4.3.5 Polyvinyl Chloride

403

4.3.6 Polyoxymethylene

405

4.3.7 Thermoplastic Polyester

407

4.3.7.1 Polybutylene Terephthalate

407

4.3.7.2 Polyethylene Terephthalate

407

4.3.8 Polyamides

409

4.3.8.1 Polyamide 6 and Polyamide 66

410

4.3.8.2 Polyamide 46

412

4.3.8.3 Polyamide 11 and 12

412

4.3.8.4 Fiber Manufacture

413

4.3.9 Fluoropolymers

413

4.3.9.1 Polytetrafluoroethylene

413

4.3.9.2 Polytrifluorochloroethylene

414

4.3.9.3 Polyvinylidene Fluoride

414

4.3.9.4 Polyvinyl Fluoride

414

4.3.10 High-Temperature Thermoplastics

414

4.3.10.1 Polyphenylene Sulfide

414

4.3.10.2 Other High-Temperature Thermoplastics

416

4.3.11 Polyurethane

416

4.3.12 Thermosets

417

4.3.12.1 Processing Thermosets

417

4.3.12.2 Curing of Thermosets

418

4.3.12.3 Influence of Fiber Reinforcement

433

4.3.12.4 Polyester Resins

444

4.3.12.5 Epoxy Resins

446

4.3.12.6 Condensation Resins

446

5 Applications

448

5.1 Material Selection Based on Service Life

460

5.2 Resistance to Atmospheric Influences

466

5.2.1 Determining Factors

466

5.2.1.1 Influence of Light: Light-Induced Degradation

466

5.2.1.2 Influence of Humidity and Moisture

470

5.2.2 Weathering Resistance in Individual Polymers

471

5.2.2.1 Polyolefins

471

5.2.2.2 Polymerized Styrenes

484

5.2.2.3 Polycarbonate and Blends

494

5.2.2.4 Polymethyl Methacrylate

504

5.2.2.5 Polyvinyl Chloride

512

5.2.2.6 Polyoxymethylene

524

5.2.2.7 Thermoplastic Polyester

528

5.2.2.8 Polyamides

531

5.2.2.9 Cellulose and Derivatives

535

5.2.2.10 Fluoropolymers

536

5.2.2.11 High-Temperature Thermoplastics

537

5.2.2.12 Thermoplastic Elastomers

541

5.2.2.13 Elastomers

544

5.2.2.14 Polyurethane

554

5.2.2.15 Thermosets

559

5.3 Resistance to Ionizing Radiation

562

5.3.1 Basic Principles

562

5.3.2 Mechanisms

567

5.3.2.1 Radiation Curing

568

5.3.2.2 Degradation

570

5.3.3 Influencing Factors

571

5.3.3.1 Influence of the Irradiation Source

571

5.3.3.2 Influence of the Dose Rate

572

5.3.3.3 Influence of Atmosphere

573

5.3.3.4 Influence of Temperature

575

5.3.3.5 Influence of Fillers

575

5.3.3.6 Influence of Stabilizers

575

5.3.4 Applying Radiation Technology to Plastics

576

5.3.4.1 Targeted Crosslinking in Plastics

576

5.3.4.2 Sterilizing Plastics

577

5.3.5 Stabilization and Sensibilization

577

5.3.5.1 Stabilization

577

5.3.5.2 Sensibilization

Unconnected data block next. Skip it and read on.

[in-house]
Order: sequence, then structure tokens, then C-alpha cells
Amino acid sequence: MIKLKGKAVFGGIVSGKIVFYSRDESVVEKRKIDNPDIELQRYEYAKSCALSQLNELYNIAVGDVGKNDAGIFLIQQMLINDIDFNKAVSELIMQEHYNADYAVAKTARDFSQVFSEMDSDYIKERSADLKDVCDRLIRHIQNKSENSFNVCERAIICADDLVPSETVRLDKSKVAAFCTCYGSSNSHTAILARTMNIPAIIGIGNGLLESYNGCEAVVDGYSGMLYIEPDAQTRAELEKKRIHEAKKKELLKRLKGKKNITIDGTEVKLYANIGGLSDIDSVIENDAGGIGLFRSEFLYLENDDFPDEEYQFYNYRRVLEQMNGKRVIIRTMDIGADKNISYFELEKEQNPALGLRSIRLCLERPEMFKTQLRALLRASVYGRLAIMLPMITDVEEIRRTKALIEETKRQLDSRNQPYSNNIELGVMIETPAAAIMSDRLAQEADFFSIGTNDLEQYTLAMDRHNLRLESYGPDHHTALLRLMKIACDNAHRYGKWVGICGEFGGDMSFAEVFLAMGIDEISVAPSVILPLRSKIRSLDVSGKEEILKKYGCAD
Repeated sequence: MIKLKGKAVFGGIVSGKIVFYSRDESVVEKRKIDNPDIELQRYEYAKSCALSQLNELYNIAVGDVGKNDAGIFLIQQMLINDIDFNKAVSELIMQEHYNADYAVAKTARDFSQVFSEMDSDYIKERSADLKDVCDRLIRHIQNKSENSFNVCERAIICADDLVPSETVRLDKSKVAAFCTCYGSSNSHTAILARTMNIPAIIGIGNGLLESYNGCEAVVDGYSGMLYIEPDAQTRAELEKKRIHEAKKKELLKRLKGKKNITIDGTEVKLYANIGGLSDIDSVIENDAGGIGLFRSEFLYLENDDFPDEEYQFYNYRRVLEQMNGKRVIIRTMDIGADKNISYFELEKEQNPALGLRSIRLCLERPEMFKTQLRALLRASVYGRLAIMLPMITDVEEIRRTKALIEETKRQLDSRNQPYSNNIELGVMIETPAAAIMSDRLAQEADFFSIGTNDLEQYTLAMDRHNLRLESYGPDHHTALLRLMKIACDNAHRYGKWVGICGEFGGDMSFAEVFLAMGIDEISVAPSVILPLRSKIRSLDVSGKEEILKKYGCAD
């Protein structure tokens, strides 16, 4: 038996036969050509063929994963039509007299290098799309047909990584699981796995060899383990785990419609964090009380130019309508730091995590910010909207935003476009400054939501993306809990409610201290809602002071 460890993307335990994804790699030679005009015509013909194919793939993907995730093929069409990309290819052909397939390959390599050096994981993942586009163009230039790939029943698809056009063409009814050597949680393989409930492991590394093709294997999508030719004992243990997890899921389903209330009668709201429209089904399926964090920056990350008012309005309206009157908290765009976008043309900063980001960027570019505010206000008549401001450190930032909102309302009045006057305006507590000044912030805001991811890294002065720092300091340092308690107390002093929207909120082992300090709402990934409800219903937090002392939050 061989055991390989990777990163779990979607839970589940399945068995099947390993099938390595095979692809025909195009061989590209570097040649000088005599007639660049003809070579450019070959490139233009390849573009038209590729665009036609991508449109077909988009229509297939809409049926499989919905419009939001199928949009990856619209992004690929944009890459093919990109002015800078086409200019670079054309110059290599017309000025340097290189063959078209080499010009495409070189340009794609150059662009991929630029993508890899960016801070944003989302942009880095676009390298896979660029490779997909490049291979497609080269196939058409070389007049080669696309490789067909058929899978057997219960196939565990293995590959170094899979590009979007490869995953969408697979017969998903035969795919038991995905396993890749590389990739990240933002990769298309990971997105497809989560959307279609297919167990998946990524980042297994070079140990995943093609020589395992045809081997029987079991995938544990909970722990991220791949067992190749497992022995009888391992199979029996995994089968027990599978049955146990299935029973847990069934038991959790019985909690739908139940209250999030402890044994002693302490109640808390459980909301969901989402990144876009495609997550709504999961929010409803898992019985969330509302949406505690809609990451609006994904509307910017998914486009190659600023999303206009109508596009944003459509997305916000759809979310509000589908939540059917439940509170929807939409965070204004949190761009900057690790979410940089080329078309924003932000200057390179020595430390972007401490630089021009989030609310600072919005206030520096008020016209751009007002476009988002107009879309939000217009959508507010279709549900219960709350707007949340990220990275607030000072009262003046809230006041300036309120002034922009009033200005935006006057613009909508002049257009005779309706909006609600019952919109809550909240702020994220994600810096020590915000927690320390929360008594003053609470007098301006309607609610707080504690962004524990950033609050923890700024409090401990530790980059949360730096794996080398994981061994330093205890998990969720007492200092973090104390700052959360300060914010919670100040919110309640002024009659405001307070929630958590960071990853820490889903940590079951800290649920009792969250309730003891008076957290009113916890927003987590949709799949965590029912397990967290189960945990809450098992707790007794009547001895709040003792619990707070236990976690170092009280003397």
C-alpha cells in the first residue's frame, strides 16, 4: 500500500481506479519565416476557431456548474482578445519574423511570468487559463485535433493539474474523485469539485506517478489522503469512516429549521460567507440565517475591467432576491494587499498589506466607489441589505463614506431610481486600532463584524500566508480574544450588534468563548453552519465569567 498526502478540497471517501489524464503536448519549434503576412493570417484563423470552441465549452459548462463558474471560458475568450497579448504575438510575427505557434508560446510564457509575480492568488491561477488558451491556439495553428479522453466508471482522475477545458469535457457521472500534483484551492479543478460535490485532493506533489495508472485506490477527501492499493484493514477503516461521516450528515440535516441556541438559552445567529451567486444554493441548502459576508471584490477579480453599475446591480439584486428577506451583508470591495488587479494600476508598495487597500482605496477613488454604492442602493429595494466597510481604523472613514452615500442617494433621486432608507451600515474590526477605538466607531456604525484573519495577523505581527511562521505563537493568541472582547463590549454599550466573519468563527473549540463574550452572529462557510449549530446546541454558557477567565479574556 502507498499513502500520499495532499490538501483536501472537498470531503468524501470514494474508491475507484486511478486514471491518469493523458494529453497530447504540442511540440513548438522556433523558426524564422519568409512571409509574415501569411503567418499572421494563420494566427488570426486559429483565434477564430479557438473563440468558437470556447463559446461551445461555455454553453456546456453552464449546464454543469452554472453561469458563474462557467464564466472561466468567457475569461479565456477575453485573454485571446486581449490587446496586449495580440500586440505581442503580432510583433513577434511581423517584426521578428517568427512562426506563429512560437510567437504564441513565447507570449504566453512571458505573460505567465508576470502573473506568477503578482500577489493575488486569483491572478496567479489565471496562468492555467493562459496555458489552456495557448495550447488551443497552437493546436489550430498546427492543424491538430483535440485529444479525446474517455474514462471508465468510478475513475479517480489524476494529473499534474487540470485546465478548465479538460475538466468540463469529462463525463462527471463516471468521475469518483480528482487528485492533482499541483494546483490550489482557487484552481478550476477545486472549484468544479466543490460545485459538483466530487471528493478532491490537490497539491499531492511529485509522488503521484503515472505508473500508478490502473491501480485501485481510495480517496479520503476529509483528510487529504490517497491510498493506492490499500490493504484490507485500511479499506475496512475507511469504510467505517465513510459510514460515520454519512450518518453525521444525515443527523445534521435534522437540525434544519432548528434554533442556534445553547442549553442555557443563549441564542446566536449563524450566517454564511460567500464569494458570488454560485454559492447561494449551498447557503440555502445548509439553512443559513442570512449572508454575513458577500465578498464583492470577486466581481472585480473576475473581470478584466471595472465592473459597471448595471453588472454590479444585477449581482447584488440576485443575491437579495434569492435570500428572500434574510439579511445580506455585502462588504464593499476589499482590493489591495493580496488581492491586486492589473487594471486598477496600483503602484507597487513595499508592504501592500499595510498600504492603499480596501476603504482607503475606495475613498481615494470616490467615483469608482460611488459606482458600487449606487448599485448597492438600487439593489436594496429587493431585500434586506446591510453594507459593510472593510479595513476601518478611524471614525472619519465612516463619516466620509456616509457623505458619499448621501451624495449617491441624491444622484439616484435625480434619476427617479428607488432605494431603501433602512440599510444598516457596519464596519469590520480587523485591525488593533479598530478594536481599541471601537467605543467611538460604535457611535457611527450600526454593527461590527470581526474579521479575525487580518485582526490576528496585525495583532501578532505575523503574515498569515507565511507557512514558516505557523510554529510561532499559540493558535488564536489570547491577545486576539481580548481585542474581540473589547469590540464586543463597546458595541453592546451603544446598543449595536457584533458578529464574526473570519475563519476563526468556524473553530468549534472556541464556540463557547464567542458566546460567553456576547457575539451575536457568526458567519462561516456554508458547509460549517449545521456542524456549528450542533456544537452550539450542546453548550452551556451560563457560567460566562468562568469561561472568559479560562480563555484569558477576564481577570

578

5.3.6 Resistance to Ionizing Radiation

578

5.3.7 Behavior of Individual Polymers under Ionizing Radiation

582

5.3.7.1 Polyolefins

582

5.3.7.2 Styrene Polymers

587

5.3.7.3 Polycarbonate

589

5.3.7.4 Polymethyl Methacrylate

590

5.3.7.5 Polyvinyl Chloride

591

5.3.7.6 Polyvinyl Alcohol

593

5.3.7.7 Polyoxymethylene

594

5.3.7.8 Thermoplastic Polyester

595

5.3.7.9 Polyamide

596

5.3.7.10 Cellulose and Its Derivatives

600

5.3.7.11 High-Temperature Thermoplastics

601

5.3.7.12 Thermoplastic Polyurethane

603

5.3.7.13 Elastomers

603

5.3.8 Resistance to Laser Radiation

605

5.3.9 Radiation in the Earth’s Lower Orbit

605

5.4 Thermal and Thermal-Oxidative Degradation

606

5.4.1 Continuous Operating Temperature Based on Empirical Data

606

5.4.2 Explanation of Concepts

608

5.4.2.1 Differentiating Thermal and Thermal-Oxidative Degradation

608

5.4.2.2 Annealing

610

5.4.3 Behavior of Individual Polymers

611

5.4.3.1 Polyolefins

611

5.4.3.2 Styrene Polymers

619

5.4.3.3 Polycarbonate and Blends

627

5.4.3.4 Polymethyl Methacrylate

637

5.4.3.5 Polyvinyl Chloride

640

5.4.3.6 Polyoxymethylene

641

5.4.3.7 Thermoplastic Polyester

644

5.4.3.8 Polyamide

653

5.4.3.9 Cellulose and its Derivatives

670

5.4.3.10 Fluoropolymers

671

5.4.3.11 High-Temperature Thermoplastics

673

5.4.3.12 Thermoplastic Elastomers

678

5.4.3.13 Elastomers

686

5.4.3.14 Polyurethanes

693

5.4.3.15 Thermosets

694

5.4.3.16 Siloxanes

700

5.4.4 Short-Term Peak Temperature Loads

701

5.5 Resistance to Chemical Attack

704

5.5.1 Diffusion Processes during Chemical Attack

705

5.5.1.1 Interaction and Transport Mechanisms

705

5.5.1.2 Water Absorption

707

5.5.2 Influencing Factors

708

5.5.2.1 Plastics

708

5.5.2.2 Effective Media

708

5.5.2.3 Temperature

710

5.5.2.4 Residence Time

710

5.5.2.5 Concentration

710

5.5.2.6 Material Specific Factors

710

5.5.3 Physically and Chemically Active Media

711

5.5.3.1 Physically Active Medium

712

5.5.3.2 Chemical Reactions - Chemically Active Medium

716

5.5.4 Resistance to Stress Cracking

717

5.5.5 Hydrolysis

718

5.5.6 Creep Behavior

718

5.5.6.1 Influence of Temperature

720

5.5.6.2 Influence of Ambient Conditions

721

5.5.6.3 Influence of the Medium

721

5.5.6.4 Influence of the Material

722

5.5.6.5 Influence of Processing

723

5.5.6.6 Influence of Stabilizers

723

5.5.7 Ways of Improving Chemical Resistance

726

5.5.8 Resistance of Reinforcing Fibers

727

5.5.8.1 Glass Fibers

727

5.5.8.2 Carbon Fibers

732

5.5.8.3 Aramid Fibers

733

5.5.8.4 Chemical Resistance of Glass Fiber Reinforced Plastics

734

5.5.9 Behavior of Individual Polymers

739

5.5.9.1 Polyolefins

739

5.5.9.2 Styrene Polymers

752

5.5.9.3 Polycarbonate and Blends

761

5.5.9.4 Polymethyl Methacrylate

768

5.5.9.5 Polyvinyl Chloride

769

5.5.9.6 Polyoxymethylene

773

5.5.9.7 Thermoplastic Polyester

778

5.5.9.8 Polyamides

783